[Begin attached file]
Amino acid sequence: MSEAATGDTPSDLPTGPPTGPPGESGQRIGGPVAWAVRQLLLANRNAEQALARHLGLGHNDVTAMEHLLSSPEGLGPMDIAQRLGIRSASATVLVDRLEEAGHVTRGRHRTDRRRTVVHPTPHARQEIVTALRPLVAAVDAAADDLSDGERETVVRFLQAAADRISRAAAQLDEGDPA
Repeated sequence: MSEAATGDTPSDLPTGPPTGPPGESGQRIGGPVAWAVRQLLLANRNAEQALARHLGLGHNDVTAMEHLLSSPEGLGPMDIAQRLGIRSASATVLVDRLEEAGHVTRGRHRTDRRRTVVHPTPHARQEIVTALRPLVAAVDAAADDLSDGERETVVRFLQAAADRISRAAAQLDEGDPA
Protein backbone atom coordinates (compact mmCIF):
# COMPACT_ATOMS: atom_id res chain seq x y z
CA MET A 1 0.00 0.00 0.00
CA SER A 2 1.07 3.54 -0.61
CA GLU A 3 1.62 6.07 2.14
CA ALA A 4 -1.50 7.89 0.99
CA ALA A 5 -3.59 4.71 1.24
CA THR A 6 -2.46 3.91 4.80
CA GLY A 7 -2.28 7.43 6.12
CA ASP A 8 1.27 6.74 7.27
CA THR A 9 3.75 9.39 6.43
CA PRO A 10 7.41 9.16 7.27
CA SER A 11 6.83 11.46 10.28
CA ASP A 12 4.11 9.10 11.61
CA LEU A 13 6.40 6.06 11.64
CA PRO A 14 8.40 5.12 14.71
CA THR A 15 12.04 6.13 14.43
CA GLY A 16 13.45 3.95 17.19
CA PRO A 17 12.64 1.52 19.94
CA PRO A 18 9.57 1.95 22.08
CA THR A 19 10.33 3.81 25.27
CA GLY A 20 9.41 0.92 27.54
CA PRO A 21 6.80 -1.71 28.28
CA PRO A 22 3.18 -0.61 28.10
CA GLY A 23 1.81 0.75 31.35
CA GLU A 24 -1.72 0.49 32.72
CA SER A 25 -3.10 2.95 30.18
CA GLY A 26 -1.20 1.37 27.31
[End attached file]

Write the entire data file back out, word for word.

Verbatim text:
Amino acid sequence: MSEAATGDTPSDLPTGPPTGPPGESGQRIGGPVAWAVRQLLLANRNAEQALARHLGLGHNDVTAMEHLLSSPEGLGPMDIAQRLGIRSASATVLVDRLEEAGHVTRGRHRTDRRRTVVHPTPHARQEIVTALRPLVAAVDAAADDLSDGERETVVRFLQAAADRISRAAAQLDEGDPA
Repeated sequence: MSEAATGDTPSDLPTGPPTGPPGESGQRIGGPVAWAVRQLLLANRNAEQALARHLGLGHNDVTAMEHLLSSPEGLGPMDIAQRLGIRSASATVLVDRLEEAGHVTRGRHRTDRRRTVVHPTPHARQEIVTALRPLVAAVDAAADDLSDGERETVVRFLQAAADRISRAAAQLDEGDPA
Protein backbone atom coordinates (compact mmCIF):
# COMPACT_ATOMS: atom_id res chain seq x y z
CA MET A 1 0.00 0.00 0.00
CA SER A 2 1.07 3.54 -0.61
CA GLU A 3 1.62 6.07 2.14
CA ALA A 4 -1.50 7.89 0.99
CA ALA A 5 -3.59 4.71 1.24
CA THR A 6 -2.46 3.91 4.80
CA GLY A 7 -2.28 7.43 6.12
CA ASP A 8 1.27 6.74 7.27
CA THR A 9 3.75 9.39 6.43
CA PRO A 10 7.41 9.16 7.27
CA SER A 11 6.83 11.46 10.28
CA ASP A 12 4.11 9.10 11.61
CA LEU A 13 6.40 6.06 11.64
CA PRO A 14 8.40 5.12 14.71
CA THR A 15 12.04 6.13 14.43
CA GLY A 16 13.45 3.95 17.19
CA PRO A 17 12.64 1.52 19.94
CA PRO A 18 9.57 1.95 22.08
CA THR A 19 10.33 3.81 25.27
CA GLY A 20 9.41 0.92 27.54
CA PRO A 21 6.80 -1.71 28.28
CA PRO A 22 3.18 -0.61 28.10
CA GLY A 23 1.81 0.75 31.35
CA GLU A 24 -1.72 0.49 32.72
CA SER A 25 -3.10 2.95 30.18
CA GLY A 26 -1.20 1.37 27.31